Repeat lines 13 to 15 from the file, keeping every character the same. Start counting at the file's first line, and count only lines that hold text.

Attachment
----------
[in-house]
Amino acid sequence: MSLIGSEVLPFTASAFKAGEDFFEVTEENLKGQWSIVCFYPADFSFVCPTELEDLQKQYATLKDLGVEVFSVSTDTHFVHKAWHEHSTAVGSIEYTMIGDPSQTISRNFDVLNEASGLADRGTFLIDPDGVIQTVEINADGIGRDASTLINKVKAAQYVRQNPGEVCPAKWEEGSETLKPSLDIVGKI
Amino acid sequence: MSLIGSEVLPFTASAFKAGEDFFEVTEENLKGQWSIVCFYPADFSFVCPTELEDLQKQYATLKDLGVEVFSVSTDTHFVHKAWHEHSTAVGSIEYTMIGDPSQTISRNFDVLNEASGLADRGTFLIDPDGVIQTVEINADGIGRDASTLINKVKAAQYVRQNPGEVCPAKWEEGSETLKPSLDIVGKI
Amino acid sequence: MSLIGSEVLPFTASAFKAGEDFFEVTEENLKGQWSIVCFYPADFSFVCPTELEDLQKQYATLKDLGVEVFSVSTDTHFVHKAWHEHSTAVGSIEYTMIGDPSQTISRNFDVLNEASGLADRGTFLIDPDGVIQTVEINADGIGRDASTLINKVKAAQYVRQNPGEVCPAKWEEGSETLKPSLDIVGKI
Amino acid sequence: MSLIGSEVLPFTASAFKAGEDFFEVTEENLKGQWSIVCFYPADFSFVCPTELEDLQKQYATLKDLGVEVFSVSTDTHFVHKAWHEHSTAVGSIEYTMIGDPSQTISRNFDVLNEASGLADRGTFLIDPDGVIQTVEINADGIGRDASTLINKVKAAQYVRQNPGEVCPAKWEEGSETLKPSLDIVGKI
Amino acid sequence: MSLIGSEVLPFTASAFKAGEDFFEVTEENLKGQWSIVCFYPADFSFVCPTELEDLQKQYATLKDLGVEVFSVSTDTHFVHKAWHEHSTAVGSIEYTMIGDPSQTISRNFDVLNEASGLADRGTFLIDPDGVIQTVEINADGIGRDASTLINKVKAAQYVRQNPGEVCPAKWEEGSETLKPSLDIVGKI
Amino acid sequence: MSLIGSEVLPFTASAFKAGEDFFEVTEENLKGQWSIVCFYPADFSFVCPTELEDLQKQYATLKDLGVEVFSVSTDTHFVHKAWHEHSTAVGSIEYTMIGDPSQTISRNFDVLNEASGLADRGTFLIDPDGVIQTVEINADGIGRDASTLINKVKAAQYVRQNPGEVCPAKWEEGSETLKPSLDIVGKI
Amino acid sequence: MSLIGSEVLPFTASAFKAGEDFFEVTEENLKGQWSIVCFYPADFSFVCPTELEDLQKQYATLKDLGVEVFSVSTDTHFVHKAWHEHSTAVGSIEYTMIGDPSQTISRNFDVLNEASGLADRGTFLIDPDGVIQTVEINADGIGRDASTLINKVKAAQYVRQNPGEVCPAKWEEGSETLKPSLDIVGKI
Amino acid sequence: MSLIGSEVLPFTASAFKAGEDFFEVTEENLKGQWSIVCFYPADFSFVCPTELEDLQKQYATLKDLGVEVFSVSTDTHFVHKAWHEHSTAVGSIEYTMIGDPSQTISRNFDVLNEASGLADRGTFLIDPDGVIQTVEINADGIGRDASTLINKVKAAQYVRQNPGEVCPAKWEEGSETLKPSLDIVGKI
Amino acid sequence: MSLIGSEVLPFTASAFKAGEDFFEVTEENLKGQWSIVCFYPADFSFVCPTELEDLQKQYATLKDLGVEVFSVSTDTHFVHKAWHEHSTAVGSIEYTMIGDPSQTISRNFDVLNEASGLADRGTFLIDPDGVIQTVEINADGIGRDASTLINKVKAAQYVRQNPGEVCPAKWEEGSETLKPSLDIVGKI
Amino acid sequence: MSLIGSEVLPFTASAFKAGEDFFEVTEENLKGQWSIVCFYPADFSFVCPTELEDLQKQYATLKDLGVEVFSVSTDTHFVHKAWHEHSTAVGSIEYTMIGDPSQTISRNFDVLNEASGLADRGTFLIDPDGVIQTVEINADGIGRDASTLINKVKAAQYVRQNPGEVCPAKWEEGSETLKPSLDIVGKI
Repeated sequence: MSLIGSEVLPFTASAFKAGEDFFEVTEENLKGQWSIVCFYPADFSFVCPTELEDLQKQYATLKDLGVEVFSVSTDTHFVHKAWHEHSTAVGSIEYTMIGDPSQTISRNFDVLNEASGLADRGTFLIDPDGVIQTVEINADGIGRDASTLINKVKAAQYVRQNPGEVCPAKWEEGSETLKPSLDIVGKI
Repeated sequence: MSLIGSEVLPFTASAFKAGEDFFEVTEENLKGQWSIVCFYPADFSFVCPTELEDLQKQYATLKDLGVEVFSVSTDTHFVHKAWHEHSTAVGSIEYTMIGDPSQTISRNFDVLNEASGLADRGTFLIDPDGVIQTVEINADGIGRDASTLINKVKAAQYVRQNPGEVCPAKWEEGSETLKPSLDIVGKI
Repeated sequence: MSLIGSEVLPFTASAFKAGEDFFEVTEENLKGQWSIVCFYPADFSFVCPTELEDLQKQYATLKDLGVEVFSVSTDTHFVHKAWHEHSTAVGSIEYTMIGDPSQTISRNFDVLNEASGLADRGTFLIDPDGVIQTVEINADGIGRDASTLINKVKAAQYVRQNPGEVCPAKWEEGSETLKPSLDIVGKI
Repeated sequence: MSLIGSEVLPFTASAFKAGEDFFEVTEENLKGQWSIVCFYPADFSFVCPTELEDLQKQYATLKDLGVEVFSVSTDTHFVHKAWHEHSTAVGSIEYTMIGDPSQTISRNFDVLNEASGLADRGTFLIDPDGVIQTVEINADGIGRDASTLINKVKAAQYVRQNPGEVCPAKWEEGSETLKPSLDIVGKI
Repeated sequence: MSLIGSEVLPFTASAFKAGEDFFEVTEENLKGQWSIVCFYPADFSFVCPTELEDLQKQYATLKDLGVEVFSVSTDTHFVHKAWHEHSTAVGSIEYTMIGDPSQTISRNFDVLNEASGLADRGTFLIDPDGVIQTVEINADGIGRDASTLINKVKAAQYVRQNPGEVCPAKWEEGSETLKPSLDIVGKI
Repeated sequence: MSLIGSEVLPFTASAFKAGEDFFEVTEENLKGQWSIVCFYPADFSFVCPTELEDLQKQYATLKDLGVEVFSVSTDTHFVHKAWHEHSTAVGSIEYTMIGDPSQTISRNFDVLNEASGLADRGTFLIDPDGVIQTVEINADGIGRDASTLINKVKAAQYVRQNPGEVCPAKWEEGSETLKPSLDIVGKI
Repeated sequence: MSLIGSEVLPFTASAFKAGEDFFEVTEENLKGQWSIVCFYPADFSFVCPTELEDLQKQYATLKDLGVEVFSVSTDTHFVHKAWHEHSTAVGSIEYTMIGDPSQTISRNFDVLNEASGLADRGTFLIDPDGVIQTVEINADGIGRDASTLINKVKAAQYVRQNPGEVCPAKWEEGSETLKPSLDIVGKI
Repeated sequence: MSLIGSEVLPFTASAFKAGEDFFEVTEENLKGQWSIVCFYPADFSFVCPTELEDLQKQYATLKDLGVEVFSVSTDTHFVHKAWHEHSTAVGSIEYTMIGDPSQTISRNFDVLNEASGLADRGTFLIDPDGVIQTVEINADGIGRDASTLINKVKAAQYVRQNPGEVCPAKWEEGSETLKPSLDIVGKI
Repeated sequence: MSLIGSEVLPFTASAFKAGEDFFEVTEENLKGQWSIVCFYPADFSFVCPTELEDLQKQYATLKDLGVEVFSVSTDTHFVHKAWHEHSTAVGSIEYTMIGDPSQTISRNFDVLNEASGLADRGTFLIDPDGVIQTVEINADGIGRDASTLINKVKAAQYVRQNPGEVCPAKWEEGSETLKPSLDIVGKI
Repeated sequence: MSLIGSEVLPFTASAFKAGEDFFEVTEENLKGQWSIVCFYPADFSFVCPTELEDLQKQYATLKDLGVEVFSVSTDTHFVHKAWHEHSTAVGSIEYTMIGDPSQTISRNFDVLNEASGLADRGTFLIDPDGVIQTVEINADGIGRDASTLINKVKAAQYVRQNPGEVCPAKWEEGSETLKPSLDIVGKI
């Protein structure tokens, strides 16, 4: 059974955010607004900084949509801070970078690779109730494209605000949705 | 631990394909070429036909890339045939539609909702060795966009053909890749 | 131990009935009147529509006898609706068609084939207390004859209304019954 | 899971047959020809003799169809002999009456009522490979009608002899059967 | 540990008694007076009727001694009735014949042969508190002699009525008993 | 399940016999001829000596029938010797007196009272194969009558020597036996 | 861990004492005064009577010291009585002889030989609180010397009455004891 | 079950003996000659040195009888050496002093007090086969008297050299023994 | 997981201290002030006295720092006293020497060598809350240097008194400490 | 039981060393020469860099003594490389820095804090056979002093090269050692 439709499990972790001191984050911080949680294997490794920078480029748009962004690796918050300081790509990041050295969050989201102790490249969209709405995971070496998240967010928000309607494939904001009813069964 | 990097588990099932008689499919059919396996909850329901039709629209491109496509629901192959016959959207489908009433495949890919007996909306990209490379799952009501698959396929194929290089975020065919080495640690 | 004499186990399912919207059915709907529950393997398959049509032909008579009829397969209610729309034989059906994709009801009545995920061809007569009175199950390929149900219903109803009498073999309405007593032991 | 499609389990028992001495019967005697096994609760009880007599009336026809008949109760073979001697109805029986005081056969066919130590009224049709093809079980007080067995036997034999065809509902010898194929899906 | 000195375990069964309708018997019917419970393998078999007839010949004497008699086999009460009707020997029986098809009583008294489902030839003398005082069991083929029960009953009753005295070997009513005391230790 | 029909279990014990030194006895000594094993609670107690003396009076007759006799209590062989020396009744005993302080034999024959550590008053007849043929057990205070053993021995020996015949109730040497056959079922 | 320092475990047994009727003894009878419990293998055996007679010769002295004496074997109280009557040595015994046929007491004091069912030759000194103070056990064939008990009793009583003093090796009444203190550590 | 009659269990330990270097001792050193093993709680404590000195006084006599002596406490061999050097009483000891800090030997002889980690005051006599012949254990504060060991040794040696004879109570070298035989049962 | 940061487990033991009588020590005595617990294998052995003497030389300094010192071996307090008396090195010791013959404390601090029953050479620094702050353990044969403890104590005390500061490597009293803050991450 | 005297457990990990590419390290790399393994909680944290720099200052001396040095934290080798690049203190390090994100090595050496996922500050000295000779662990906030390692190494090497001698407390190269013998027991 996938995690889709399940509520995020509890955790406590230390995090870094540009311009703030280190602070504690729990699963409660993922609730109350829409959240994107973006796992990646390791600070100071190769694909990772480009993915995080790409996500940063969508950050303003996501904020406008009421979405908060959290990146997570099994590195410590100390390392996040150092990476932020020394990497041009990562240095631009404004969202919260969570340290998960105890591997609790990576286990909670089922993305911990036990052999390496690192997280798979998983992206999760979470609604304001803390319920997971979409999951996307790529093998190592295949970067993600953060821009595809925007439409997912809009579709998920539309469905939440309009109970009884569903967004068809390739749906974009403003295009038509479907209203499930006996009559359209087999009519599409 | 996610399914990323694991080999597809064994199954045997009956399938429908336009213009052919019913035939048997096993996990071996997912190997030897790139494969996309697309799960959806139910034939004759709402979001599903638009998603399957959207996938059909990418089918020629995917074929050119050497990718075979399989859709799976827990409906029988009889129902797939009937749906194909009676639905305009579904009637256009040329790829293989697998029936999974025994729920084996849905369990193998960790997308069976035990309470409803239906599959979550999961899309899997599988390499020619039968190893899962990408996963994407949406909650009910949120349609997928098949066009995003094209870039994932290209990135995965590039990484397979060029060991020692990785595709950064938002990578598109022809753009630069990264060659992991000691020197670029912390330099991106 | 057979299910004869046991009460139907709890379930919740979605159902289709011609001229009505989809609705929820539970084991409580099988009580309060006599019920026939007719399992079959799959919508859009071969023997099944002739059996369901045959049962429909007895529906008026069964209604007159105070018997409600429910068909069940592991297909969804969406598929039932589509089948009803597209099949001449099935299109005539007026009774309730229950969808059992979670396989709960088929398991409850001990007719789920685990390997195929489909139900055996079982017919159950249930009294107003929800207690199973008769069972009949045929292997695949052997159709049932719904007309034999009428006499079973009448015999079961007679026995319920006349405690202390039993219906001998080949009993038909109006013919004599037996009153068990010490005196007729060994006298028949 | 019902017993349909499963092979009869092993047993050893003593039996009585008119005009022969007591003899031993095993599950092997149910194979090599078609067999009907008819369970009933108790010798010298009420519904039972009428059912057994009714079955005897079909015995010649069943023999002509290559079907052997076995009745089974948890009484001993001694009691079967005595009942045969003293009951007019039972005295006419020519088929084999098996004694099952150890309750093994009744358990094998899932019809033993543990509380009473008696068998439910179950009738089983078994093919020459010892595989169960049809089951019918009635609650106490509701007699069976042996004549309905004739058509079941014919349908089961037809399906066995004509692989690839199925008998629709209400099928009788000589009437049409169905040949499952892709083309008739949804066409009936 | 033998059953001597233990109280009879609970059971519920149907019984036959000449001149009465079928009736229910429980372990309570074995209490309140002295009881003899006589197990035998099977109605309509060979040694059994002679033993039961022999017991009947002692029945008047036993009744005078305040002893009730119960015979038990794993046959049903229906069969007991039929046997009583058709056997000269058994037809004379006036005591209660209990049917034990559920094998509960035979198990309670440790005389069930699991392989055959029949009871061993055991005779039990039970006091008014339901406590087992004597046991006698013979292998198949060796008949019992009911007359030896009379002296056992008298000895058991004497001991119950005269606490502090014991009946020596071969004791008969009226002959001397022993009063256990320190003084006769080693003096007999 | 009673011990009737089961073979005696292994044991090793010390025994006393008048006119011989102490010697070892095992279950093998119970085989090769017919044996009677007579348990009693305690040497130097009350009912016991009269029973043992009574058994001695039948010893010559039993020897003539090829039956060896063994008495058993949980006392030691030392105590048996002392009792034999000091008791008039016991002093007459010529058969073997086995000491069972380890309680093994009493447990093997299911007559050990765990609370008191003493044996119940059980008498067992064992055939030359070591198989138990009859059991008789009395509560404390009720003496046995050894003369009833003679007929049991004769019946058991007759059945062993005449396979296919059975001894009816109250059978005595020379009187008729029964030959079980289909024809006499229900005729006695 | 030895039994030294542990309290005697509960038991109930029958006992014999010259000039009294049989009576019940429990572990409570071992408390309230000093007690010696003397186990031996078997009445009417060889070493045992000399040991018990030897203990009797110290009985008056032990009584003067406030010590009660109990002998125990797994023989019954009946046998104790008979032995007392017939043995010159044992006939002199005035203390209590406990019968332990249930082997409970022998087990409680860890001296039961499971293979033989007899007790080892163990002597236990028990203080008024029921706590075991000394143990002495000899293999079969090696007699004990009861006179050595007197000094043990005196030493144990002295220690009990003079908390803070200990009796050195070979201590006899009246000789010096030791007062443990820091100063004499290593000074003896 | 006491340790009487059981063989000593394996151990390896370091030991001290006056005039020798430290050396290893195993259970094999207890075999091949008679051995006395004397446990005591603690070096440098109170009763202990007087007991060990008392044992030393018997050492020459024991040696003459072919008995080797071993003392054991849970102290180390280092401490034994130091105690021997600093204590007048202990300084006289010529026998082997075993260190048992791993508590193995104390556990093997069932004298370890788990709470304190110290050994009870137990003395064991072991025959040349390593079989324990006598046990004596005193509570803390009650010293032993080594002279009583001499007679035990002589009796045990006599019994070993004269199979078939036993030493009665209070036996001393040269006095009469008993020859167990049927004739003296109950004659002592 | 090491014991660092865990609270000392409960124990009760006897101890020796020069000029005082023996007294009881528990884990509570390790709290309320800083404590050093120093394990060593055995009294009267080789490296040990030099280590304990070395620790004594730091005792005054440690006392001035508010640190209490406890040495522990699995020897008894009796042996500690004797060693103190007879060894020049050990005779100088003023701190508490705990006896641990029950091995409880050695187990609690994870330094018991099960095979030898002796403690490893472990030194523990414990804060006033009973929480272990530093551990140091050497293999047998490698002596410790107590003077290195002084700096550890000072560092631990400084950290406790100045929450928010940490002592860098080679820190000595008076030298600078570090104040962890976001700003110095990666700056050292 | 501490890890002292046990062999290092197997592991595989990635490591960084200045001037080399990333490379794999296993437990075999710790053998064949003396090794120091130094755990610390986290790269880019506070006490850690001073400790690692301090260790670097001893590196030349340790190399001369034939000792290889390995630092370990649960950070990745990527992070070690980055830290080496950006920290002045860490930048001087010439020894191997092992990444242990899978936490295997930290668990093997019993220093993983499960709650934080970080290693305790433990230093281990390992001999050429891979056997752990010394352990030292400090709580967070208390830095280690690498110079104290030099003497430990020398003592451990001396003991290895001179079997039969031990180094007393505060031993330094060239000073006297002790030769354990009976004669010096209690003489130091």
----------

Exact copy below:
Repeated sequence: MSLIGSEVLPFTASAFKAGEDFFEVTEENLKGQWSIVCFYPADFSFVCPTELEDLQKQYATLKDLGVEVFSVSTDTHFVHKAWHEHSTAVGSIEYTMIGDPSQTISRNFDVLNEASGLADRGTFLIDPDGVIQTVEINADGIGRDASTLINKVKAAQYVRQNPGEVCPAKWEEGSETLKPSLDIVGKI
Repeated sequence: MSLIGSEVLPFTASAFKAGEDFFEVTEENLKGQWSIVCFYPADFSFVCPTELEDLQKQYATLKDLGVEVFSVSTDTHFVHKAWHEHSTAVGSIEYTMIGDPSQTISRNFDVLNEASGLADRGTFLIDPDGVIQTVEINADGIGRDASTLINKVKAAQYVRQNPGEVCPAKWEEGSETLKPSLDIVGKI
Repeated sequence: MSLIGSEVLPFTASAFKAGEDFFEVTEENLKGQWSIVCFYPADFSFVCPTELEDLQKQYATLKDLGVEVFSVSTDTHFVHKAWHEHSTAVGSIEYTMIGDPSQTISRNFDVLNEASGLADRGTFLIDPDGVIQTVEINADGIGRDASTLINKVKAAQYVRQNPGEVCPAKWEEGSETLKPSLDIVGKI